But you will still get your paychecks in dollars, and since the Central Banks control the supply of dollars, that paycheck will still be worthless...or more and more worthless as time goes by.

The only way to fix the system is to do what Aaron Russo ("America: From Freedom From Fascism") and others have pointed out, which is that you have to get the Bankers out of the business of creating money. They can lend it, and they can Invest it -- but they cannot be the ones to create money.

The way the Government was supposed to work was that: a) Congress was supposed to appropriate all the money in view of the public (transparently), and b) The U.S. Treasury (not Goldman Sachs) was supposed to create the money with no borrowing, and no fabricated debt introduced back to the public.

That would be a transparent (honest) money system. But the current money system is illegitimate and it will continue to distort the whole value-of-income, and the cost-of-living structure .... unless it is abolished.

Competing currencies does fix anything. It just gives people with savings (which is not most of Americans who are living from paycheck-to-paycheck) a savings option.

If the American people ever allow private banks to control the issue of their currency, first by inflation, then by deflation, the banks and corporations that will grow up around them will deprive the people of all property, until their children wake-up homeless on the continent their fathers conquered. The issuing power should be taken from the banks and restored to the people, to whom it properly belongs."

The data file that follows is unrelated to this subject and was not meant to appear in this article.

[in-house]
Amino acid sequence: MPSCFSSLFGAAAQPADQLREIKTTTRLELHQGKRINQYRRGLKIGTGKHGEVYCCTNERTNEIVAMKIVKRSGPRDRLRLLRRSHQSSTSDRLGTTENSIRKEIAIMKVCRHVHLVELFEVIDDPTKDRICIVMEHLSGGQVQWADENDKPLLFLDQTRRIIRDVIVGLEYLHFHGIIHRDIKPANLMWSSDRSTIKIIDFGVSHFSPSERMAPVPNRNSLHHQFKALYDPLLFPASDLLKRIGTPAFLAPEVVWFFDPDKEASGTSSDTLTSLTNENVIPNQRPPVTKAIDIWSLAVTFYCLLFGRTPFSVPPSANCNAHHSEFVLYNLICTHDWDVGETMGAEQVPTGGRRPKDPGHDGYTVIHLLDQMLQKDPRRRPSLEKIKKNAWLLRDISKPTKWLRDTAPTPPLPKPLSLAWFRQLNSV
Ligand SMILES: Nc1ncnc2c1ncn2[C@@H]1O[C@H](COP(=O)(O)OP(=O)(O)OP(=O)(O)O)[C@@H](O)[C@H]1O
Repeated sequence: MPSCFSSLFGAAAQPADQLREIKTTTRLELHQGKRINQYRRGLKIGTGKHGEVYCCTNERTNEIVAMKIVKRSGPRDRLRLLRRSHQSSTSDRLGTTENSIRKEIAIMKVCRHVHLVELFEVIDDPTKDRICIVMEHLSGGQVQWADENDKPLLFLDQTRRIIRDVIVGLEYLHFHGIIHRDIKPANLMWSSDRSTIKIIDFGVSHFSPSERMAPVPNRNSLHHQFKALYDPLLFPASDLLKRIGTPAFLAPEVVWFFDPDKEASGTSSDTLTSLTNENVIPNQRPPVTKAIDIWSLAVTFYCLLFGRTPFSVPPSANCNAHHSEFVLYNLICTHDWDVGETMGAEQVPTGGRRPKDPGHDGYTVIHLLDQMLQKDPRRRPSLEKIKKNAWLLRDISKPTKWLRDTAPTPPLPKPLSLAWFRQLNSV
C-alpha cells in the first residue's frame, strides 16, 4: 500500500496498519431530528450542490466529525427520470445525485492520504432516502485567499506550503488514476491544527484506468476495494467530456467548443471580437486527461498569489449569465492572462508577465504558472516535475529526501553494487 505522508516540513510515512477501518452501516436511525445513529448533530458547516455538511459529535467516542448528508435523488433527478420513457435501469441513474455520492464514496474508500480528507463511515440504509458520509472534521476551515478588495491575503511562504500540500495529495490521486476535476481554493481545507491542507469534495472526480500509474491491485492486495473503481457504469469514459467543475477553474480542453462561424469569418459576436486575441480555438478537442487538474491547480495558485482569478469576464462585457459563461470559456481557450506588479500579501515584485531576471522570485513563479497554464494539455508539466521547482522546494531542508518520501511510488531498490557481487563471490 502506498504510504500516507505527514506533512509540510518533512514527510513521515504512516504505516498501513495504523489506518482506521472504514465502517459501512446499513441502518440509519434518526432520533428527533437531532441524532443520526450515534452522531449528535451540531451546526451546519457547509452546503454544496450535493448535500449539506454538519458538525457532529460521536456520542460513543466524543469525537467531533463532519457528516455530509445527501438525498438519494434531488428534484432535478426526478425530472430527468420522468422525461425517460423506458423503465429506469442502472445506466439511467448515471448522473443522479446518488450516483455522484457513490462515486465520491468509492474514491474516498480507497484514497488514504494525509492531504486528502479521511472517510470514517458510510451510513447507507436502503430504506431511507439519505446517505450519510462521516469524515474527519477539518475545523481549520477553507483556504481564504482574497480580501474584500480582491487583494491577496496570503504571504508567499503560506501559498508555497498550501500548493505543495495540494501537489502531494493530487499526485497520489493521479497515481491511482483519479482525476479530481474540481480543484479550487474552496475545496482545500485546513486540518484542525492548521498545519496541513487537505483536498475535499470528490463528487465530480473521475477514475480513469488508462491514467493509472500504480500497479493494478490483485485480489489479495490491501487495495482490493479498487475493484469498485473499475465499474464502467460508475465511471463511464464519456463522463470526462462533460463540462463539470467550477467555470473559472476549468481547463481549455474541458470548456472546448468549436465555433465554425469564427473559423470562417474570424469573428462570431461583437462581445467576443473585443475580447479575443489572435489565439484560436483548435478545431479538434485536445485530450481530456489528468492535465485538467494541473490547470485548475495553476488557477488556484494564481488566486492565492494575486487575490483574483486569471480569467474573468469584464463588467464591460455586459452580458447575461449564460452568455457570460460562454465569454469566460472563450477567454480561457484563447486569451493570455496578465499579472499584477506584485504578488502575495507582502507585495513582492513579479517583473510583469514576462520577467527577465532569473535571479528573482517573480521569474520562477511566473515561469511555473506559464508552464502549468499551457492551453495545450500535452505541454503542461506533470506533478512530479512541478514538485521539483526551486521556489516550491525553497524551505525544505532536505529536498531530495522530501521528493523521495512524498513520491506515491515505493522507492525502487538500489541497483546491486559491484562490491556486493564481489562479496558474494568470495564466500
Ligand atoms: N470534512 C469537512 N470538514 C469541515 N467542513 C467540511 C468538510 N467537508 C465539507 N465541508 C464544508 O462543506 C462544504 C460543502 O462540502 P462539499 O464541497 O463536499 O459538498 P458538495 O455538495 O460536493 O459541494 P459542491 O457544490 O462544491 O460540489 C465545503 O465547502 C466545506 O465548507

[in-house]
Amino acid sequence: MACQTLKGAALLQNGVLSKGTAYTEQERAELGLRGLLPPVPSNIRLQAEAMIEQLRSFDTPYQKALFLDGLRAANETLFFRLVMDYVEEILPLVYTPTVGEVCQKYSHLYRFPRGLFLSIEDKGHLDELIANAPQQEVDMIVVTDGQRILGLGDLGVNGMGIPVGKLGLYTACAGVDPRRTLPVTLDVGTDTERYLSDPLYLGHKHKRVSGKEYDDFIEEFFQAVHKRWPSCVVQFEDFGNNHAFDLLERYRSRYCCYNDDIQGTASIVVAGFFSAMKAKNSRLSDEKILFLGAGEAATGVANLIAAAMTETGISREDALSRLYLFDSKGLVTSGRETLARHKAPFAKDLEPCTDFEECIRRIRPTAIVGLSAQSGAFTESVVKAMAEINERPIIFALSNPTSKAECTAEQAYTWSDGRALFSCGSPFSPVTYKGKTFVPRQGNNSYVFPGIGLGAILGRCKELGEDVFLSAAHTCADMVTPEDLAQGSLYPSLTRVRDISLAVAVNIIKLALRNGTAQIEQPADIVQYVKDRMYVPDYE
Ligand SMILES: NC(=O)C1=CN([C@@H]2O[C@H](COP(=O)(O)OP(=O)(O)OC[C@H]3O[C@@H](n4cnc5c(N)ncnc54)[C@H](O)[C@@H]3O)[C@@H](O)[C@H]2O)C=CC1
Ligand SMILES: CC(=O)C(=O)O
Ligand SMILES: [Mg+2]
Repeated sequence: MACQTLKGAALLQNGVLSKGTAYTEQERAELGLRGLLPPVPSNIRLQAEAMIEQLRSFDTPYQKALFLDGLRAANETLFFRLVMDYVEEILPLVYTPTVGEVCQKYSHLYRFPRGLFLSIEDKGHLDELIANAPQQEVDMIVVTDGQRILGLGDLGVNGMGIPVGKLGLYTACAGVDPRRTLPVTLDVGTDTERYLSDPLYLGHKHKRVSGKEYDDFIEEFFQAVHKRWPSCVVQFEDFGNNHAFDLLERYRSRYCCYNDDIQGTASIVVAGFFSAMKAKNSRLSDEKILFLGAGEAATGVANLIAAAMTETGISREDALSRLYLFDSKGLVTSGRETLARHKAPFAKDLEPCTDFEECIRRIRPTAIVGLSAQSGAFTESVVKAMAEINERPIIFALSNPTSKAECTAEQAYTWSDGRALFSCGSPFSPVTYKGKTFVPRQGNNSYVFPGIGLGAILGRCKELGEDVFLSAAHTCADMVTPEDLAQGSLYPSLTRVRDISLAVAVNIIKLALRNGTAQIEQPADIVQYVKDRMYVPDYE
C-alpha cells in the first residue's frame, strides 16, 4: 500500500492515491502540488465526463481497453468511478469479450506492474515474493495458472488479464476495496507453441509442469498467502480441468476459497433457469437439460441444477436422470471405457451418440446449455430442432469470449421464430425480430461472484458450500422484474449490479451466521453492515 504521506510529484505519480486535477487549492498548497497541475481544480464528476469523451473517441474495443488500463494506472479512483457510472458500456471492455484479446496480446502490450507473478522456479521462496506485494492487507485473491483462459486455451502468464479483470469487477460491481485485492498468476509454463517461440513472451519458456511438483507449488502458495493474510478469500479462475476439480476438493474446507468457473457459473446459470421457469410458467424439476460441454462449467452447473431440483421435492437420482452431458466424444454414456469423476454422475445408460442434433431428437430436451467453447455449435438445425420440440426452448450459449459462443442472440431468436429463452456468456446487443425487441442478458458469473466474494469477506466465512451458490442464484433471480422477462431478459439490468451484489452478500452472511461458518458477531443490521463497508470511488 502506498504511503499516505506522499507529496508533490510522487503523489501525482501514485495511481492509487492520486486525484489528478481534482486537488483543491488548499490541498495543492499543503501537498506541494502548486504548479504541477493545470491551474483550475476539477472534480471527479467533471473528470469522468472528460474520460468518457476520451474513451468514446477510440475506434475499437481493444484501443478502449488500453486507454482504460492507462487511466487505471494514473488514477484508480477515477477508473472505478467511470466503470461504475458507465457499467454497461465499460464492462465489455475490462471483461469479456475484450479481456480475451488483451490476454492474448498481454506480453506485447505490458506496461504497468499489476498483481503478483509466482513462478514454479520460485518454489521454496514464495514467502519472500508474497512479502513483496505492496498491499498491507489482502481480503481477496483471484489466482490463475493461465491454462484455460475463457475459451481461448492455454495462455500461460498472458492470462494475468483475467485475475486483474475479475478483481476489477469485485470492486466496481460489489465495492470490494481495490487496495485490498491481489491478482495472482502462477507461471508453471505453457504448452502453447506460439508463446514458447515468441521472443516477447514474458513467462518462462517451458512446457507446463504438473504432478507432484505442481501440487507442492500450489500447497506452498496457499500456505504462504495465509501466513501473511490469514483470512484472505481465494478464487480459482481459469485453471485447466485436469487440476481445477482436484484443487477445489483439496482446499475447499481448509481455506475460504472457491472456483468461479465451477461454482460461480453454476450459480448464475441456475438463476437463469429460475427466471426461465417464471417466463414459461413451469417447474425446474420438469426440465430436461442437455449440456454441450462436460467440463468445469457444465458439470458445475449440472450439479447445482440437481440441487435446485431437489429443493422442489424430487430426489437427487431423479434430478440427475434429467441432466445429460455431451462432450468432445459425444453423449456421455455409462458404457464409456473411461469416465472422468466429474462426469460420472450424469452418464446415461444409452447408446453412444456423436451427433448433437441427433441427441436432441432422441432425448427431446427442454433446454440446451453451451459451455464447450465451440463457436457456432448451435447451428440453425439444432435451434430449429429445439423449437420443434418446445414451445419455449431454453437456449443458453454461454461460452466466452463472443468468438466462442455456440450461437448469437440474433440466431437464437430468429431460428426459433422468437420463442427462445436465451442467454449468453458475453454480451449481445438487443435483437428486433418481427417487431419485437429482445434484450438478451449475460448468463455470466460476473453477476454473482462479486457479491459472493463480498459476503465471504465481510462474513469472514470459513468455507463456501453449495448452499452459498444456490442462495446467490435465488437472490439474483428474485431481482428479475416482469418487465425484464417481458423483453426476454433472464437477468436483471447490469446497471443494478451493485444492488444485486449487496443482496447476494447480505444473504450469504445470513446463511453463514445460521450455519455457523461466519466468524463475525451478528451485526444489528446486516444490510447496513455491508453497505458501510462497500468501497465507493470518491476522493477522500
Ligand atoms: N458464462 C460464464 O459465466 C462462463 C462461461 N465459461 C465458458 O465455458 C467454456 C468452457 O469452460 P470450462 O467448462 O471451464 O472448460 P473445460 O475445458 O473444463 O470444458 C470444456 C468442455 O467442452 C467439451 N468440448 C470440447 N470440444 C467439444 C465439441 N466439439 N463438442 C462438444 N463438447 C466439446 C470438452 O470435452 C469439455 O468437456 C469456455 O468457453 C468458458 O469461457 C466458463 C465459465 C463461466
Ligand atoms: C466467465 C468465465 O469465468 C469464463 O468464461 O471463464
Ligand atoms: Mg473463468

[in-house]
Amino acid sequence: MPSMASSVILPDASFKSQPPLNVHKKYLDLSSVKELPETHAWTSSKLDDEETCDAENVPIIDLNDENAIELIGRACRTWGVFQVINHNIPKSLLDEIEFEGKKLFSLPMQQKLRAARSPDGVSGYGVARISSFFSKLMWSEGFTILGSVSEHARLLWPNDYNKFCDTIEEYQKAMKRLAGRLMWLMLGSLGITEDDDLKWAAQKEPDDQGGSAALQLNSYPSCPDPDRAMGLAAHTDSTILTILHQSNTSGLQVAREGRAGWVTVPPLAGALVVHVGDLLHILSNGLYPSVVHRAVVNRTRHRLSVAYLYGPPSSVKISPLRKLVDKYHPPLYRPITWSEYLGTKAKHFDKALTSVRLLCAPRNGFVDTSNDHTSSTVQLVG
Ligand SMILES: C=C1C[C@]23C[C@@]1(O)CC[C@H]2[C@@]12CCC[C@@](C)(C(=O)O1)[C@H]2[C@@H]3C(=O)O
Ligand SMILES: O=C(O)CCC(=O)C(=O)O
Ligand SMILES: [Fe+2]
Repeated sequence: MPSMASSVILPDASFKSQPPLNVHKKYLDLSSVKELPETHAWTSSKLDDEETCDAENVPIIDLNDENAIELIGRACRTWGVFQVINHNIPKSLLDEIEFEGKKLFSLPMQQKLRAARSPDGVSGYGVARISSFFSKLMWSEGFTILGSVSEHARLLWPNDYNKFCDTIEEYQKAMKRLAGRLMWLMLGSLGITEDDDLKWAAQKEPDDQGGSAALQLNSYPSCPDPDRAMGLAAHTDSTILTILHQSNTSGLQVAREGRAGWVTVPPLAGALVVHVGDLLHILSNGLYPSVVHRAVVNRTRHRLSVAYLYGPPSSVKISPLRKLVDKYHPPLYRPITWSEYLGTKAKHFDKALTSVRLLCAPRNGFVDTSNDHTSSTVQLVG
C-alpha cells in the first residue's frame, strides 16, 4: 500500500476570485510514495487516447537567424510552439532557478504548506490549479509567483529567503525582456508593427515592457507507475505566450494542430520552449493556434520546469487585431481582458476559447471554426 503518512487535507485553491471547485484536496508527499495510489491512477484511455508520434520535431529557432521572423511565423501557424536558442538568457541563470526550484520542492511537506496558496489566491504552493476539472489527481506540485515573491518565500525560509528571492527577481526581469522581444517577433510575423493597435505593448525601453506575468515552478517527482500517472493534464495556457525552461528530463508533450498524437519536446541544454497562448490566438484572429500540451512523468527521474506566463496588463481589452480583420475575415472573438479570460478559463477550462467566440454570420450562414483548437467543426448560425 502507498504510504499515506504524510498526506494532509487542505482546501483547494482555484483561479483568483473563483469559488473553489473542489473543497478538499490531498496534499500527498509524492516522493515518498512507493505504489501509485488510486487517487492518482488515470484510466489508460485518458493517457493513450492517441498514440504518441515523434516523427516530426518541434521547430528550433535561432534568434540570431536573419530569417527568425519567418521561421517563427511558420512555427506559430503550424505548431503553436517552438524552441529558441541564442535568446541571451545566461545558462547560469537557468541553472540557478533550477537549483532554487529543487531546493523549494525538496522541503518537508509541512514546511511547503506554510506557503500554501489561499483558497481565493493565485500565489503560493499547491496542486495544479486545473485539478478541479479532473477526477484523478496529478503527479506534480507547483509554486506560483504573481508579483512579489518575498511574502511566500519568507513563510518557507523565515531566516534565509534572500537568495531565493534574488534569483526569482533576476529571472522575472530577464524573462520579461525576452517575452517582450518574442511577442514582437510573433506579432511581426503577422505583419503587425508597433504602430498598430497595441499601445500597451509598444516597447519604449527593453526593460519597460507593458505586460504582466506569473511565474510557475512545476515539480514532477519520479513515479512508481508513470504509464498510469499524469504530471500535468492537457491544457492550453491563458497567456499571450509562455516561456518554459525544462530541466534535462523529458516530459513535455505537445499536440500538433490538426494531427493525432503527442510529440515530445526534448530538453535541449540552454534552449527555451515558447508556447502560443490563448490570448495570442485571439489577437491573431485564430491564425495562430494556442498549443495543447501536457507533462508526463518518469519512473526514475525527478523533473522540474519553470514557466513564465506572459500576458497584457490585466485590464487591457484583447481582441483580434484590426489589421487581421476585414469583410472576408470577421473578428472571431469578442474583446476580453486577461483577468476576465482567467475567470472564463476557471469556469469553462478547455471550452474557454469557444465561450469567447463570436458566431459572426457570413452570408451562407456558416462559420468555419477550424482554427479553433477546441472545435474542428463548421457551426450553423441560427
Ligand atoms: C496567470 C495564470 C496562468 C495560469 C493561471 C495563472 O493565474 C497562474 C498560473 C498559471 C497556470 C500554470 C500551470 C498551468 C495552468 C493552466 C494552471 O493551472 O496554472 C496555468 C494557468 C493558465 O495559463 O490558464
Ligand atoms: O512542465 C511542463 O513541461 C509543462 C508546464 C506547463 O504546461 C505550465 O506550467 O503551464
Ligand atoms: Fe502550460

--Thomas Jefferson, Letter to the Secretary of the Treasury Albert Gallatin, 1802

--

"When a government is dependent upon bankers for money, they and not the leaders of the government control the situation, since the hand that vies is above the hand that takes.

Money has no motherland; financiers are without patriotism and without decency; their sole object is gain."

--Napoleon


Resolution

What you see as a band-aide, I see as a Plague to the Fiat Currency. It would put an end to the corrupt debt generating because allowing competing currencies, allows the sound money institutions to flourish. It would signal the start of a Transition, where as the institutions with the most confidence will win out. I would even think the transition would go over suprisingly well compared to just riding the current system until failure(which is what most countries do before the lightbulb goes on)